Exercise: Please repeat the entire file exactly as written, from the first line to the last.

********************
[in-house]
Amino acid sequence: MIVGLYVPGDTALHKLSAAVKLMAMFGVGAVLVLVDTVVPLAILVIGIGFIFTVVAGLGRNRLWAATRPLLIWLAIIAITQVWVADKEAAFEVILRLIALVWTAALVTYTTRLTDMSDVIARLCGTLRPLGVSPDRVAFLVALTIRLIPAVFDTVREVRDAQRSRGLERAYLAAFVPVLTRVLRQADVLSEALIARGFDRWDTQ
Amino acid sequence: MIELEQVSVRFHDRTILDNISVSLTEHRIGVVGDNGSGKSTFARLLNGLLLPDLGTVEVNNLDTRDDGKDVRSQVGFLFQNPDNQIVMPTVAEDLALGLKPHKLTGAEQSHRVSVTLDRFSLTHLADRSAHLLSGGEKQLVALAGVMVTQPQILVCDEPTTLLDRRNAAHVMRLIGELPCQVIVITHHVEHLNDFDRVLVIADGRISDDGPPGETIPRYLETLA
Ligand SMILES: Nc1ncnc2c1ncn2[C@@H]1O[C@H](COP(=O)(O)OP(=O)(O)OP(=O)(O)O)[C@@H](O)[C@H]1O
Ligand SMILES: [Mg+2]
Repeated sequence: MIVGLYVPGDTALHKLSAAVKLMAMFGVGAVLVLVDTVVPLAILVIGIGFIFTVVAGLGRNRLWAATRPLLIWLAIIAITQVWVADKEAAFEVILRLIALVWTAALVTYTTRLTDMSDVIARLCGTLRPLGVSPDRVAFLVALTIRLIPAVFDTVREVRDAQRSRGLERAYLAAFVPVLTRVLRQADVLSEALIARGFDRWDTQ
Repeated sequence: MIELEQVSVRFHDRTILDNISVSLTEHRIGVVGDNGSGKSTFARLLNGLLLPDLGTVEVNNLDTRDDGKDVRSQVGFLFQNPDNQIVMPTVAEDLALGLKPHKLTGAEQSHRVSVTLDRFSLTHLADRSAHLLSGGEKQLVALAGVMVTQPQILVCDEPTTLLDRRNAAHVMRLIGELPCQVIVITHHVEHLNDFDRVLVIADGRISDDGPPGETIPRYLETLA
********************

[in-house]
Amino acid sequence: MIVGLYVPGDTALHKLSAAVKLMAMFGVGAVLVLVDTVVPLAILVIGIGFIFTVVAGLGRNRLWAATRPLLIWLAIIAITQVWVADKEAAFEVILRLIALVWTAALVTYTTRLTDMSDVIARLCGTLRPLGVSPDRVAFLVALTIRLIPAVFDTVREVRDAQRSRGLERAYLAAFVPVLTRVLRQADVLSEALIARGFDRWDTQ
Amino acid sequence: MIELEQVSVRFHDRTILDNISVSLTEHRIGVVGDNGSGKSTFARLLNGLLLPDLGTVEVNNLDTRDDGKDVRSQVGFLFQNPDNQIVMPTVAEDLALGLKPHKLTGAEQSHRVSVTLDRFSLTHLADRSAHLLSGGEKQLVALAGVMVTQPQILVCDEPTTLLDRRNAAHVMRLIGELPCQVIVITHHVEHLNDFDRVLVIADGRISDDGPPGETIPRYLETLA
Ligand SMILES: Nc1ncnc2c1ncn2[C@@H]1O[C@H](COP(=O)(O)OP(=O)(O)OP(=O)(O)O)[C@@H](O)[C@H]1O
Ligand SMILES: [Mg+2]
Repeated sequence: MIVGLYVPGDTALHKLSAAVKLMAMFGVGAVLVLVDTVVPLAILVIGIGFIFTVVAGLGRNRLWAATRPLLIWLAIIAITQVWVADKEAAFEVILRLIALVWTAALVTYTTRLTDMSDVIARLCGTLRPLGVSPDRVAFLVALTIRLIPAVFDTVREVRDAQRSRGLERAYLAAFVPVLTRVLRQADVLSEALIARGFDRWDTQ
Repeated sequence: MIELEQVSVRFHDRTILDNISVSLTEHRIGVVGDNGSGKSTFARLLNGLLLPDLGTVEVNNLDTRDDGKDVRSQVGFLFQNPDNQIVMPTVAEDLALGLKPHKLTGAEQSHRVSVTLDRFSLTHLADRSAHLLSGGEKQLVALAGVMVTQPQILVCDEPTTLLDRRNAAHVMRLIGELPCQVIVITHHVEHLNDFDRVLVIADGRISDDGPPGETIPRYLETLA